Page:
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Decorating with 1/2 Crisco/1/2 Butter Recipe

post #1 of 28
Thread Starter 
I am used to decorating with buttercream having 100 % Crisco in the recipe. I wanted to try the 1/2 Crisco and 1/2 butter and didn't like it....

Well, I did put I think a bit more water than I shoud've but still think butter makes it way too soft, especially in this hot, humid weather in Florida. icon_cool.gif

This cake I am attaching was a nightmare to decorate. It is small but boy what a pain to ice it. To smooth, not too bad, but to keep the icing thick enough and not see through, WHAT A MAJOR PAIN!!! icon_cry.gif I guess I am so used to the thickness of 100% Crisco Buttercream, that I couldn't get the handle on icing this one..... icon_cool.gif

Anyway, needless to say, I am sticking with my 100% Crisco butterceam and only using the 1/2 and 1/2 one for fillings... icon_smile.gif

I am also testing other recipes... I am going to try French buttercream. I tried Swiss and it wasn't that bad... tricky to smooth but nice and thick..
LL
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post #2 of 28
Thread Starter 
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LL
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Its always about cake!!
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post #3 of 28
I'm sorry you had such a hard time with the half butter, half shortening.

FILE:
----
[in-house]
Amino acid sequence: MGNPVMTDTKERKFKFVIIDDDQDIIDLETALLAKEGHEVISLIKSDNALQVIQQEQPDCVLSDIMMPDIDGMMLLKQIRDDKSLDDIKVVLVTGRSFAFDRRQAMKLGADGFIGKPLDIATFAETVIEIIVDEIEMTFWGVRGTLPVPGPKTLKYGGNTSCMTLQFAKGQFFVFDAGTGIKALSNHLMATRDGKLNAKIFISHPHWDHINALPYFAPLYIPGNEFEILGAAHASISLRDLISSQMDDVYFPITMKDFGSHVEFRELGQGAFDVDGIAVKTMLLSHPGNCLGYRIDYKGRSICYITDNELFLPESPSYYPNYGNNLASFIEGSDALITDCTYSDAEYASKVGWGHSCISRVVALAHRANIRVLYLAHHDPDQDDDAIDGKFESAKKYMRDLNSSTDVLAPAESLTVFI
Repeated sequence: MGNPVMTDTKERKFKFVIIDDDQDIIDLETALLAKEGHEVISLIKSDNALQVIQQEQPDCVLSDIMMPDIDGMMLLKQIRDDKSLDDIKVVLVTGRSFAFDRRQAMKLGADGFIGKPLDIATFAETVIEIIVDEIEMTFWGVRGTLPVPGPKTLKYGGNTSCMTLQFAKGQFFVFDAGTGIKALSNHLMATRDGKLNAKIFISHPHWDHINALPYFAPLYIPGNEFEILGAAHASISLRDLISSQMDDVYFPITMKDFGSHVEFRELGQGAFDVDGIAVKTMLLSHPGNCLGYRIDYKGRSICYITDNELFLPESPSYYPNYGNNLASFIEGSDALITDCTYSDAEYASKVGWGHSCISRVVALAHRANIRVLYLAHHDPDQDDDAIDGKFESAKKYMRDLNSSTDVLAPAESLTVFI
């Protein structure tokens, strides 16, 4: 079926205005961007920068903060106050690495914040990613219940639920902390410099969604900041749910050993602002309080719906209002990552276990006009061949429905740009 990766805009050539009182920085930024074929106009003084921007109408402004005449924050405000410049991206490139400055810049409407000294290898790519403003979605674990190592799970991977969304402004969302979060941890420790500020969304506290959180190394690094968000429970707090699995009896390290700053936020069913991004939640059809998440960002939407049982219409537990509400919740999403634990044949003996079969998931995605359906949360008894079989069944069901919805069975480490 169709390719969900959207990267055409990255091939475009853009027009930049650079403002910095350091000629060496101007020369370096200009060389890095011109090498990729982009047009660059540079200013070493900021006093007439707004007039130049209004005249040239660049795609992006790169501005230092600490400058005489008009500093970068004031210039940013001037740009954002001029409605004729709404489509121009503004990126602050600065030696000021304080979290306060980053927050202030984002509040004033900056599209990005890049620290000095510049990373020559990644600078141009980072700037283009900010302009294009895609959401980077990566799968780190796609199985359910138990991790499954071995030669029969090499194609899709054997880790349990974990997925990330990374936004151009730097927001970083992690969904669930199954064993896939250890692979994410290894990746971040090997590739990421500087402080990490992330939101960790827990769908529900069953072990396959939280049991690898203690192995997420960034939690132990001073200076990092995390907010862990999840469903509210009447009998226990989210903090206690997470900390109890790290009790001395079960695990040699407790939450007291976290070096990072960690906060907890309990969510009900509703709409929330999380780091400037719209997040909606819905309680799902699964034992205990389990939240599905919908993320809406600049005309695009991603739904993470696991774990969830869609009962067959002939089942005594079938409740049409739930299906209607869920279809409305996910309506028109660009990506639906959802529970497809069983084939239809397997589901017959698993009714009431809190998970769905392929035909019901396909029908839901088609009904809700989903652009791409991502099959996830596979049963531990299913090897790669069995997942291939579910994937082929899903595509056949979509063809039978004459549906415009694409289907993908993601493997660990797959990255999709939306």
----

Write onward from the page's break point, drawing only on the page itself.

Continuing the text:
I used to use the all shortening, which I learned in the Wilton classes, but I didn't like the taste of it.
Since I first tried the half and half, I've never gone back!!! I found it soooo much easier to smooth. And I don't have a problem with it being too soft.
I don't have a problem with it being 'see through' either. Maybe you did put too much water?? And how much sugar did you use?
And for humidity problems, a bit of meringue powder might do the trick.

The recipe I use is:
half cup butter (real butter, not margarine)
half cup Crisco (not the butter flavoured Crisco)
2 Tbsp. milk
1 tsp. flavour of choice (vanilla, butter, almond, rum, etc.)
4 cups (or 1lb.) icing sugar.


Can you share the recipe you used? Someone maybe able to help you.

Purple Petunia icon_smile.gif
post #4 of 28
I use that same recipe purple petunia, instead of water I use milk, I live in Florida and have yet to have a problem, I keep my house very cool though.

I started on my own and always used 1/2 crisco 1/2 butter. I just started wilton course 2 and just don't like the flavor of that all crisco recipe.
I think the water might of had something to do with it. Try less water or subsitute and try milk. Hope this helps
Denise
post #5 of 28
I use Dawn's BC recipe and it comes out quite thick, then I just thin it with milk as needed. It has always worked really well.

Jess
post #6 of 28
Thread Starter 
Quote:
Originally Posted by PurplePetunia


The recipe I use is:
half cup butter (real butter, not margarine)
half cup Crisco (not the butter flavoured Crisco)
2 Tbsp. milk
1 tsp. flavour of choice (vanilla, butter, almond, rum, etc.)
4 cups (or 1lb.) icing sugar.


Can you share the recipe you used? Someone maybe able to help you.

Purple Petunia icon_smile.gif



My recipe is same as yours but I used too much water... icon_cool.gif